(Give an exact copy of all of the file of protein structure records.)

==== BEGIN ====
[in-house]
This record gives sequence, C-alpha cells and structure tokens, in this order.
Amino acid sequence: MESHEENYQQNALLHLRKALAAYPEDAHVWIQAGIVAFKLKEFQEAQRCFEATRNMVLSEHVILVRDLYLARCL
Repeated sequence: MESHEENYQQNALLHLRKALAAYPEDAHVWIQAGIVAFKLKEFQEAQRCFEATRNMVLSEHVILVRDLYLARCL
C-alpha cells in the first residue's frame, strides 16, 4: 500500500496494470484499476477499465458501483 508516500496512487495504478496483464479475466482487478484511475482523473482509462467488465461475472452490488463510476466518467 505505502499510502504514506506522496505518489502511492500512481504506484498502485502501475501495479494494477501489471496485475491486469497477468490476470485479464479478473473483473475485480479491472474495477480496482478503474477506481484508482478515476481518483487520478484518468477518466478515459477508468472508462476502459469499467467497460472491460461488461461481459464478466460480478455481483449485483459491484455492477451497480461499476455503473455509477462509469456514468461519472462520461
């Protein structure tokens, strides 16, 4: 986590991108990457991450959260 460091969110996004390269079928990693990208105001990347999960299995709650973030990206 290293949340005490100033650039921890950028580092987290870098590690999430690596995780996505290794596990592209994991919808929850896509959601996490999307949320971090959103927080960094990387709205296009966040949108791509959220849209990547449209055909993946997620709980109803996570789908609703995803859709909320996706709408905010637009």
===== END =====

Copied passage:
[in-house]
This record gives sequence, C-alpha cells and structure tokens, in this order.
Amino acid sequence: MESHEENYQQNALLHLRKALAAYPEDAHVWIQAGIVAFKLKEFQEAQRCFEATRNMVLSEHVILVRDLYLARCL
Repeated sequence: MESHEENYQQNALLHLRKALAAYPEDAHVWIQAGIVAFKLKEFQEAQRCFEATRNMVLSEHVILVRDLYLARCL
C-alpha cells in the first residue's frame, strides 16, 4: 500500500496494470484499476477499465458501483 508516500496512487495504478496483464479475466482487478484511475482523473482509462467488465461475472452490488463510476466518467 505505502499510502504514506506522496505518489502511492500512481504506484498502485502501475501495479494494477501489471496485475491486469497477468490476470485479464479478473473483473475485480479491472474495477480496482478503474477506481484508482478515476481518483487520478484518468477518466478515459477508468472508462476502459469499467467497460472491460461488461461481459464478466460480478455481483449485483459491484455492477451497480461499476455503473455509477462509469456514468461519472462520461
């Protein structure tokens, strides 16, 4: 986590991108990457991450959260 460091969110996004390269079928990693990208105001990347999960299995709650973030990206 290293949340005490100033650039921890950028580092987290870098590690999430690596995780996505290794596990592209994991919808929850896509959601996490999307949320971090959103927080960094990387709205296009966040949108791509959220849209990547449209055909993946997620709980109803996570789908609703995803859709909320996706709408905010637009």